Tag Archives: review games

MCTM 2013 Spring Conference Session

Here are my slides (hopefully I have linked them correctly) for you to view. Also, here is my livebinders link to all of the things I am going to talk about/demonstrate for your viewing pleasure. Please comment here or email beckyrahm at if you have any questions or comments. Also – please leave a comment of one of your favorite ways to review with students.

For those of you who happen upon this and were not at MCTM – my session title was “Review Activities – Besides a Worksheet” – Students need more practice, ut are bored with worksheets? Come and discover ways for kids to practice besides a worksheet. Presented at 8:15 on Saturday morning (note to self – if I ever decide to present again, send in some money with my application to try and avoid the Saturday morning, 8:15 session! ha)

Update – after the session – thanks to all who came (and didn’t volunteer – note to self, bring calculator along next time so I can use random number generator to pick volunteers and I need to ALWAYS volunteer in a session where one is asked for, so the presenter doesn’t feel awkward – haha). If you weren’t able to attend the session, the PowerPoint probably won’t help as much because it was really just for me to remember what I was going to talk about next (in other words I just didn’t read from the slides), but everything I did talk about is referenced on the livebinder site linked above (with probably an even better explanation than I gave). Also I will keep updating the livebinder when I find other great ideas to steal, use. Or keep checking my blog.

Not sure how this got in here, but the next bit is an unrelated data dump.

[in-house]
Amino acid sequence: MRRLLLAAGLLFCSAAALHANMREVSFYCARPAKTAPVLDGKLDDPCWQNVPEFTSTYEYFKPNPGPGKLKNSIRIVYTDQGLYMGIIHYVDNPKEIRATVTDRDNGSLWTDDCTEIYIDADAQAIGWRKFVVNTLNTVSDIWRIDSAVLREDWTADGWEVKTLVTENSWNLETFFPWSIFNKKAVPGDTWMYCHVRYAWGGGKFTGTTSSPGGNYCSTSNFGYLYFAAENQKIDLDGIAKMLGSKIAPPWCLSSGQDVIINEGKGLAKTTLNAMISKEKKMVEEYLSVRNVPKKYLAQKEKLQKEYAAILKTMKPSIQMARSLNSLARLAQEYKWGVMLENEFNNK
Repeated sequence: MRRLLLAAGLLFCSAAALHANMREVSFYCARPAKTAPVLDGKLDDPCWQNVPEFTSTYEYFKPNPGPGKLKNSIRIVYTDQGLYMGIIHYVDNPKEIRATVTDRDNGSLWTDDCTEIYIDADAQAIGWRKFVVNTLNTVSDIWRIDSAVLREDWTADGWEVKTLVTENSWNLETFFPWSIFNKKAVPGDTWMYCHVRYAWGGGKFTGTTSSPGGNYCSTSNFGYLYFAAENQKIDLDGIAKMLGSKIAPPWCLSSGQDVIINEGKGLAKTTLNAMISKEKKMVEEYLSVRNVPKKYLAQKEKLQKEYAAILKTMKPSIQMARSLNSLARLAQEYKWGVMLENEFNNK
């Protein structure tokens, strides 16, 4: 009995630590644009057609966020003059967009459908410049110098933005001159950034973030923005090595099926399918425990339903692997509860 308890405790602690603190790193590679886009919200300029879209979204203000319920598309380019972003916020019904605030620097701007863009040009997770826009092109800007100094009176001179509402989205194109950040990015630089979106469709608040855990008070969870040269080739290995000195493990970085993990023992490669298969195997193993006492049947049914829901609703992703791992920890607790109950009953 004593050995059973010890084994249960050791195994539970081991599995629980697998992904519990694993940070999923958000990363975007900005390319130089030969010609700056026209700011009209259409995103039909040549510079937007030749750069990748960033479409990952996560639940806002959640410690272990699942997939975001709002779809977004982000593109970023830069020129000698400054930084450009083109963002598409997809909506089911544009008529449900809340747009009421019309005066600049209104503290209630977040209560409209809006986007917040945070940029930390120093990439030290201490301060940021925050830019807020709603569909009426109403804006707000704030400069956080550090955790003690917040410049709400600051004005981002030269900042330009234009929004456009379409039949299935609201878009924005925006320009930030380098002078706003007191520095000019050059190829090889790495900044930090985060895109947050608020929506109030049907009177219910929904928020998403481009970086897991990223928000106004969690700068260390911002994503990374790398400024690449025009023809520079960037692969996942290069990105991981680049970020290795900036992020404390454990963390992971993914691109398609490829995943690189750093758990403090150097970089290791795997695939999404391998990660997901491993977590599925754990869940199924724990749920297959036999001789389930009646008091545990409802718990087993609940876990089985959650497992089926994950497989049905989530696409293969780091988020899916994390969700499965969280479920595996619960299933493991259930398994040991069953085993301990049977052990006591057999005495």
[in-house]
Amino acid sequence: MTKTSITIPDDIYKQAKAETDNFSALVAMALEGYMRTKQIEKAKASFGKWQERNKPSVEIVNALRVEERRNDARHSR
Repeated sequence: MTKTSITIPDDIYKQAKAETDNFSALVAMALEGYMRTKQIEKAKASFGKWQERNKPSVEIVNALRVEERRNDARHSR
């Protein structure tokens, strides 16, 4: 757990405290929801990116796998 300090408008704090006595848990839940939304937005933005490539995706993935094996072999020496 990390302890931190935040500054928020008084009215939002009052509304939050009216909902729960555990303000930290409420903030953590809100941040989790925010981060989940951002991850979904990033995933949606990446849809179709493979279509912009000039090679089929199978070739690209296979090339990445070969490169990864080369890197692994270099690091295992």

Also could someone post in the comments the game ideas that were shared by attendees, I know there were some great ones that I was excited about, but with it being Saturday morning, my nerves about the session, and me not writing them down, I seem to have forgotten them. My bad. So post a comment if you would please (or if you weren’t there please still just comment on your favorite review activity). Thanks.

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Posted by on April 27, 2013 in Uncategorized


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So many great new things that I have discovered been made aware of since I have entered the mathblogosphere and this is my new favorite one – Tarsia Puzzles.  Yay – I had never heard of such a thing either, although after researching them I had seen a couple of them before and had actually printed one off of the internet a couple years ago for my kids to do, but I never knew how easy they were to make.      Here is a pic from pinterest until my kids actually do a puzzle tomorrow.  What I like is that I am able to differentiate the problems that I give the students based on the puzzle I give.  I’m going to make at least 3 and have each on its own color.

The link where you can download this great software FOR FREE can be found here.   And you can find some pre-made tarsia puzzles at Mr. Barton’s page.  Only bad thing is there isn’t a MAC version yet.  : (  So looks like all of this work will be done at home.